As opposed to how Kenickie used to do it…
Yeah, but I bloody love Kenickie, they’re ace! Lauren Laverne’s a legend!
So singing about being a second gen immigrant in your Geordie accent, are both those parts of your identity equally important to you?
Yeah! I love where I’m from! And also I really hated when people pointed their fingers at the North after the referendum. They tarred them all with the same brush, said they’re all stupid, ignorant, racist. Which isn’t the case at all. I’ve experienced some racism in the North East, but no more than I would’ve experienced in any other city. There’s a song on the album called ‘Jolly Sailor’, my local pub, and my dad and me, we’ve been drinking there every Christmas Eve for the past few years. And my dad is probably the only brown guy in Whitburn, where we live, but he’s always been welcome in the community just like everybody else. So there’s a bit of me that’s pleased that there’s a northern voice out there, saying these things. Just like Maximo Park made a great political album recently, and his accent is from Billingham. So I suppose those two go hand in hand.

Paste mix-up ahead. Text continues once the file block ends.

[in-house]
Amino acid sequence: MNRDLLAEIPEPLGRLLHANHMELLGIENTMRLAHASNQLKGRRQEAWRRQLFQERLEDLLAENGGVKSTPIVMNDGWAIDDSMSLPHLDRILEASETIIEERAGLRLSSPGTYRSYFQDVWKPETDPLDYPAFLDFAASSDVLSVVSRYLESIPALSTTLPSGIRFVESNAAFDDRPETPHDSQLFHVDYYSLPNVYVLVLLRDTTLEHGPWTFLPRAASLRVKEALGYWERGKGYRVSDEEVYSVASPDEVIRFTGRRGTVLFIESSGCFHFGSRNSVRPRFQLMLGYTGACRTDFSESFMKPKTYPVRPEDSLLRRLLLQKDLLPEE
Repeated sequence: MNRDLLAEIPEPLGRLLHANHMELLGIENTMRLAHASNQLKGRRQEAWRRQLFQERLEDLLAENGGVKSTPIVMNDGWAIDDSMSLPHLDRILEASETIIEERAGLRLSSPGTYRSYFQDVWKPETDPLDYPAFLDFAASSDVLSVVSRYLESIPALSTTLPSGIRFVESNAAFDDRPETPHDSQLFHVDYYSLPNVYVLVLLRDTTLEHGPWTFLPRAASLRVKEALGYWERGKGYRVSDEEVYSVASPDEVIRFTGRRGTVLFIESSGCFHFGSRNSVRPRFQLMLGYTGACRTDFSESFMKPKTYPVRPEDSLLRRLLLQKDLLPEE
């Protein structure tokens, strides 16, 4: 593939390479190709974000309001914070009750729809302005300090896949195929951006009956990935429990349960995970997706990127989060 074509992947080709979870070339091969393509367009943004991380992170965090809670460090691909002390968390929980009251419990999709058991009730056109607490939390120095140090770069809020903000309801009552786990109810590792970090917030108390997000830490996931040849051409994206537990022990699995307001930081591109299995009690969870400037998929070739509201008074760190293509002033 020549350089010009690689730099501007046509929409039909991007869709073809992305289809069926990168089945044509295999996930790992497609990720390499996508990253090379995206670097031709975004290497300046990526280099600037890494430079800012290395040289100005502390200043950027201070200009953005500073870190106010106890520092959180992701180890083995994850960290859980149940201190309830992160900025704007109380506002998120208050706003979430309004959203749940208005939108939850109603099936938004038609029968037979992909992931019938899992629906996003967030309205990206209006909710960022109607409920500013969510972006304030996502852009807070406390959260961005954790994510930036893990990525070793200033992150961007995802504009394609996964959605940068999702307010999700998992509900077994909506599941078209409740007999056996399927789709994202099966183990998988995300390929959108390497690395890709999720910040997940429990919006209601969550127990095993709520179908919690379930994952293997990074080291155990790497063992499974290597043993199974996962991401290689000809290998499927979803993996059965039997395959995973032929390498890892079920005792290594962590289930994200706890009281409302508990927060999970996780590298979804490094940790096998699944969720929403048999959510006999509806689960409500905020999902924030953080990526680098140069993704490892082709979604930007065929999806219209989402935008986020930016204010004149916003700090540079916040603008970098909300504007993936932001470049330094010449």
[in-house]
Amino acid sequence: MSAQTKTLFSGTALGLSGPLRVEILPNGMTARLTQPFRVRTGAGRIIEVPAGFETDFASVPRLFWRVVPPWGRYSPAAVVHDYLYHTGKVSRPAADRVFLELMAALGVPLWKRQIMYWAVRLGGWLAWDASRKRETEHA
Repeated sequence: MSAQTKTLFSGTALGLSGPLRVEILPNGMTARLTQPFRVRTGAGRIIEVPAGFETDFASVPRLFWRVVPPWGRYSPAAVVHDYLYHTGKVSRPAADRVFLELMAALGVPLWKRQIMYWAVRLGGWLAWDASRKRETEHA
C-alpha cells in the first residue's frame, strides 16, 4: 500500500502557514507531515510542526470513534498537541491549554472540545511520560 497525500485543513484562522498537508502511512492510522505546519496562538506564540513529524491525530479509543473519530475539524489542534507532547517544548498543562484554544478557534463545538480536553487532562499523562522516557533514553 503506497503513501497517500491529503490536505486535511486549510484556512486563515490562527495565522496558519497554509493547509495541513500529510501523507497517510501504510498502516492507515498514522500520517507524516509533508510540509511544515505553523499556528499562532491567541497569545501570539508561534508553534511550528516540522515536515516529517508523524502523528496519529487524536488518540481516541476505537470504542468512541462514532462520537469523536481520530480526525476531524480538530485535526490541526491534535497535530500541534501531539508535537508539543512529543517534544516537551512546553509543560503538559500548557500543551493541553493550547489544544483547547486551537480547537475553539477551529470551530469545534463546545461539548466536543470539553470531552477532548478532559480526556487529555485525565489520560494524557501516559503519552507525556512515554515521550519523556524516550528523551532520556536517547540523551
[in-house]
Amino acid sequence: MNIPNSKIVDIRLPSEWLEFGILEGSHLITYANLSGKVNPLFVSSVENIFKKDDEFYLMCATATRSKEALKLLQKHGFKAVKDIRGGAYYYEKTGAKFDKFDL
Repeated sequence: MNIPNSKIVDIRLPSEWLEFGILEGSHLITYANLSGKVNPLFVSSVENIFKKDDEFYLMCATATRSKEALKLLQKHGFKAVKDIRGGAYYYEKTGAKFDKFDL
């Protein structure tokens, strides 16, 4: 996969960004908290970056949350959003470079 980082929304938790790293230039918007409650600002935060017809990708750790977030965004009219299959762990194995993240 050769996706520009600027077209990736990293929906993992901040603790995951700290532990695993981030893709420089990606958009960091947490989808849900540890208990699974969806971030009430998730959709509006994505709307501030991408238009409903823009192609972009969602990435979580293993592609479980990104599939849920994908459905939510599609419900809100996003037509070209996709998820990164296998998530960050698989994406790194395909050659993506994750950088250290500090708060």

Do you experience different versions of racism depending on where you are, or do you find it’s the same everywhere?
This is one of the things that’s unique to second-generation immigrants; I get it from both sides, from the Pakistani community, and from the English community as well. It sounds pretty crude to say it, but it’s like: “Not brown enough to be brown, not white enough to be white.” And I think there are a lot of second gen immigrants that have this kind of identity crisis when they don’t know what to call themselves, or who they are really. But I’m one of hundreds of thousands of second-generation immigrants, and we embrace multiculturalism. It’s a beautiful thing.
What about within the UK, are the ways people’s racism manifests different in the south to the north-east?